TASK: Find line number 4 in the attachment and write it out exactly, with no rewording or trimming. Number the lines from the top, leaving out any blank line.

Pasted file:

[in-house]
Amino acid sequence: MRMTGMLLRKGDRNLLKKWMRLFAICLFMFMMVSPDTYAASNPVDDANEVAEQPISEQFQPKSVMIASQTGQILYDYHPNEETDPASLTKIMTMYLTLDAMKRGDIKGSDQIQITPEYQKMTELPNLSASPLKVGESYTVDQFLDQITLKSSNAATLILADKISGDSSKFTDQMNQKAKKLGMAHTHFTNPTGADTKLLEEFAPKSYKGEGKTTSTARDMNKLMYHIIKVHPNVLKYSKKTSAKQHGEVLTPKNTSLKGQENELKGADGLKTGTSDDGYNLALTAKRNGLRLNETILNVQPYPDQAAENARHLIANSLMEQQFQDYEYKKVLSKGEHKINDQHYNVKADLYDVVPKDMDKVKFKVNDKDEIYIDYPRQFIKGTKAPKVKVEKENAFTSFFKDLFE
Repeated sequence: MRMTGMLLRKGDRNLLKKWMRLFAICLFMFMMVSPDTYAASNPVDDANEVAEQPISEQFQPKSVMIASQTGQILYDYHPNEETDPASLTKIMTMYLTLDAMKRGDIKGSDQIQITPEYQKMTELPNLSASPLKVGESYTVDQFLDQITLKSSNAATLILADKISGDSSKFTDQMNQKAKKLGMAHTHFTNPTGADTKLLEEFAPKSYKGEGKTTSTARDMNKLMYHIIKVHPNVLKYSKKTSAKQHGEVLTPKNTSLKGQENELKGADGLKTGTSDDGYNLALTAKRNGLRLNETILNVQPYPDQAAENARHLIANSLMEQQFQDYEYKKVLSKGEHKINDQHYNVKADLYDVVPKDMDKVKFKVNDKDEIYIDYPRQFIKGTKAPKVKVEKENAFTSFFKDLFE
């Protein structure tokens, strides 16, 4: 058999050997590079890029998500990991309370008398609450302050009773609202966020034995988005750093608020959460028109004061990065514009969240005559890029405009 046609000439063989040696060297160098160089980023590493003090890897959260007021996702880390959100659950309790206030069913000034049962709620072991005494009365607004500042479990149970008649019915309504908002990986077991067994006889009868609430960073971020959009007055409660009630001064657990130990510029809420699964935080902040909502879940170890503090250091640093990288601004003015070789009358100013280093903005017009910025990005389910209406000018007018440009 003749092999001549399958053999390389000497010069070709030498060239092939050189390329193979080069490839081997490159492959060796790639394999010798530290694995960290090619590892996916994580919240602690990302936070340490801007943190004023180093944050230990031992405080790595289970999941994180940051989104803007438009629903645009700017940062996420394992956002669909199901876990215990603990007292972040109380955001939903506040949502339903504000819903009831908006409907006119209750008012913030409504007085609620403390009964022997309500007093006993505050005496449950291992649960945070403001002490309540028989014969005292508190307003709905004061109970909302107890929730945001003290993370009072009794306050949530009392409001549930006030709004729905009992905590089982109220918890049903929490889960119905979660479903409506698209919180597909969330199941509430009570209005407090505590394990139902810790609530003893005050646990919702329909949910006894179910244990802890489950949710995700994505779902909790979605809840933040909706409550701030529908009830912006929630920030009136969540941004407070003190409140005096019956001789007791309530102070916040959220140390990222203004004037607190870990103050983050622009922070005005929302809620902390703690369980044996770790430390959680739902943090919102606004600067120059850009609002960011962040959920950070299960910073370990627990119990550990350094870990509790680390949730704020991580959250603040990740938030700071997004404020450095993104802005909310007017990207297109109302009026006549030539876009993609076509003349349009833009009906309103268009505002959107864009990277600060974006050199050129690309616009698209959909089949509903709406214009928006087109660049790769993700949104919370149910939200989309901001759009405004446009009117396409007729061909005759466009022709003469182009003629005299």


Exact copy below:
């Protein structure tokens, strides 16, 4: 058999050997590079890029998500990991309370008398609450302050009773609202966020034995988005750093608020959460028109004061990065514009969240005559890029405009 046609000439063989040696060297160098160089980023590493003090890897959260007021996702880390959100659950309790206030069913000034049962709620072991005494009365607004500042479990149970008649019915309504908002990986077991067994006889009868609430960073971020959009007055409660009630001064657990130990510029809420699964935080902040909502879940170890503090250091640093990288601004003015070789009358100013280093903005017009910025990005389910209406000018007018440009 003749092999001549399958053999390389000497010069070709030498060239092939050189390329193979080069490839081997490159492959060796790639394999010798530290694995960290090619590892996916994580919240602690990302936070340490801007943190004023180093944050230990031992405080790595289970999941994180940051989104803007438009629903645009700017940062996420394992956002669909199901876990215990603990007292972040109380955001939903506040949502339903504000819903009831908006409907006119209750008012913030409504007085609620403390009964022997309500007093006993505050005496449950291992649960945070403001002490309540028989014969005292508190307003709905004061109970909302107890929730945001003290993370009072009794306050949530009392409001549930006030709004729905009992905590089982109220918890049903929490889960119905979660479903409506698209919180597909969330199941509430009570209005407090505590394990139902810790609530003893005050646990919702329909949910006894179910244990802890489950949710995700994505779902909790979605809840933040909706409550701030529908009830912006929630920030009136969540941004407070003190409140005096019956001789007791309530102070916040959220140390990222203004004037607190870990103050983050622009922070005005929302809620902390703690369980044996770790430390959680739902943090919102606004600067120059850009609002960011962040959920950070299960910073370990627990119990550990350094870990509790680390949730704020991580959250603040990740938030700071997004404020450095993104802005909310007017990207297109109302009026006549030539876009993609076509003349349009833009009906309103268009505002959107864009990277600060974006050199050129690309616009698209959909089949509903709406214009928006087109660049790769993700949104919370149910939200989309901001759009405004446009009117396409007729061909005759466009022709003469182009003629005299």